In a business world where companies are adjusting their business model to outsource all but the business critical and core activities, in the consumer world we seem to be increasingly insourcing more and more to meet our value for money aspirations. A good example of this is the way in which many of us plan our holidays or other travel needs.
There are a number of reasons that have combined to allow for such a radical change to the business model from an intermediated business model to a direct business model. The first one is that since the package tour rose in popularity in the 60s and 70s we have become increasingly global travellers. We not only have become used to the idea of going further afield but we are increasingly open to new destinations.
Secondly, anyone with an internet connection can get access to the real time data required to put in place all aspects of our proposed trip. We can also check pretty much every aspect of our trip online before we go.
In summary we have adapted our mindset, and we have access to the toolsets required. Where we may still be lacking is in the area of the skillsets required to integrate and create our travel package. This said many of us no longer ascribe value to this service as we believe that we can do it ourselves. This is further reinforced by the online travel companies who often offer a multi-channel approach in the knowledge that their clients will already have done much of the planning and likely need help with the booking.
All of this puts the traditional bricks and mortar business model in a challenging space and it’s interesting to see the various approaches that the players are taking. There appears to be a conscious drift towards the upper end of the market. The leaders in this move have created a luxury look and feel to their high street presence, comfy seats, and travel oriented fixtures and fittings. An almost ‘by appointment’ feel.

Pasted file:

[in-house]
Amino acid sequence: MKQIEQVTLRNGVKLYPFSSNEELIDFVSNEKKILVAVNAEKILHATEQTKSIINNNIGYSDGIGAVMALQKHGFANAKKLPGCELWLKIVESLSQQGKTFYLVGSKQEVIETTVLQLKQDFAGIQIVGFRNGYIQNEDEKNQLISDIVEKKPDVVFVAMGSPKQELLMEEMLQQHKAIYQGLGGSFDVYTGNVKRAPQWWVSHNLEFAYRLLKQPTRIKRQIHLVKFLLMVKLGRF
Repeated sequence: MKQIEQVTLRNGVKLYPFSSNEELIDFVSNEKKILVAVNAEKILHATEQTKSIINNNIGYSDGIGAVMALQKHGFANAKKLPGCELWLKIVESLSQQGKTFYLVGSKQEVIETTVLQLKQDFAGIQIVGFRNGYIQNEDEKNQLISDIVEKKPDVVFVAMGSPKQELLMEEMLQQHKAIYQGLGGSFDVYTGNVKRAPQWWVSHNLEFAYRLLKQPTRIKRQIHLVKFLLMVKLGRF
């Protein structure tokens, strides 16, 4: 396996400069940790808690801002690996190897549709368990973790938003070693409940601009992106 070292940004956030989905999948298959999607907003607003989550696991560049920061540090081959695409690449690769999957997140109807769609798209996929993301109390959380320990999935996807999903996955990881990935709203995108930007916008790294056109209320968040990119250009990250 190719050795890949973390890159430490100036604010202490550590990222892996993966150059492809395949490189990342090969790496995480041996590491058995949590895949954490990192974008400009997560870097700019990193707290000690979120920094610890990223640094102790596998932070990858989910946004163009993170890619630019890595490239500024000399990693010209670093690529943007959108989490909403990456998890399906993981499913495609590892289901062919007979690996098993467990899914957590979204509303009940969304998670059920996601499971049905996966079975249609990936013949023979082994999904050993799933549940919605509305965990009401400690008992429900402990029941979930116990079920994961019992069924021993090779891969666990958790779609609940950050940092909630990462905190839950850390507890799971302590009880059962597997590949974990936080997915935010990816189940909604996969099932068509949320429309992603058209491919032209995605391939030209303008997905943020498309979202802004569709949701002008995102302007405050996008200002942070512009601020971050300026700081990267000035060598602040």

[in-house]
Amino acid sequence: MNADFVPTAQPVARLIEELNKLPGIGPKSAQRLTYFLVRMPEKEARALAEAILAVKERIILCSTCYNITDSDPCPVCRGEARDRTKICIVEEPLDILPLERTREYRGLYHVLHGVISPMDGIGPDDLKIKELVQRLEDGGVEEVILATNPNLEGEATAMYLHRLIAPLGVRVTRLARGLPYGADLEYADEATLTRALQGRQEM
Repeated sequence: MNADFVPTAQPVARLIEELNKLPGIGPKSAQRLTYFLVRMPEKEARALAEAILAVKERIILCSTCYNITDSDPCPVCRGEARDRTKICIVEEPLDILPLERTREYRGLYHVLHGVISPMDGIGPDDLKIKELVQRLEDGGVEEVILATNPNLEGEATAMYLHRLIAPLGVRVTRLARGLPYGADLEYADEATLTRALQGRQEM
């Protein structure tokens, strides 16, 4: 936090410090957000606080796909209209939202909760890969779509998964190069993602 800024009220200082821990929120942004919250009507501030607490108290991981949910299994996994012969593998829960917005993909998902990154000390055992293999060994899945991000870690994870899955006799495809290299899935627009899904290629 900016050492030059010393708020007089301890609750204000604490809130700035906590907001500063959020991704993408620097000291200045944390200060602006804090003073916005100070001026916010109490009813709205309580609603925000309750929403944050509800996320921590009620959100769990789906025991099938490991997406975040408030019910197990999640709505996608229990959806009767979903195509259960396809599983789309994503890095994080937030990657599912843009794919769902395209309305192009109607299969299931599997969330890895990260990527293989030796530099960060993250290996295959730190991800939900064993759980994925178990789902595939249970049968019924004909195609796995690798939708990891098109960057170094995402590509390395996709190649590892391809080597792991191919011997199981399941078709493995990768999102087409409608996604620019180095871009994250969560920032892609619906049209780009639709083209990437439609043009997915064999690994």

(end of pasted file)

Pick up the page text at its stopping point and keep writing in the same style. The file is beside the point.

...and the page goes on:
They are, excuse the pun, ‘a world away from’ the more traditional travel agent with the cards showing holidays on offer blocking the windows, wall to wall brochures, and a bureau de change at the back. You can visualise the look and feel, but it all creates barriers to the consumers going into the travel agent’s and if they do then they can grab a brochure and run.
Travel curation vs. travel integration
The overall look and feel will become increasingly important to the consumer ascribing value add in terms of service, however, what is increasingly important are the skills of the travel agents themselves. Are they acting as curators to your trip rather than just integrators? To achieve this the business model will have create an experience that goes further than a guidebook or the internet can take us as consumers.
Whilst it’s rare to find someone who has been everywhere and knows everything, most of the big players in the market do have a presence in most locations and therefore if they can leverage that network then they stand a good chance of creating differentiation.
To do this, however, they will need to adapt their business models to change the corporate culture so that everyone is a member of the high street team.
They will need to change individual behaviours to get people ‘on location’ to be receptive to answering questions from the high street as much as the travellers where they are.
They will need to invest in infrastructure to help enable the social interaction between the high street and the front line on location.
And they will have to change some of their processes to perhaps incentivise ‘on location’ staff to create rich content describing their location and which eclipses what guidebooks can offer.
Whilst the above are a few of the steps that would need to be thought about if the traditional travel agent business model is to move the ‘packaged’ approach of the past to success in the current environment where the online business model is well and truly embedded.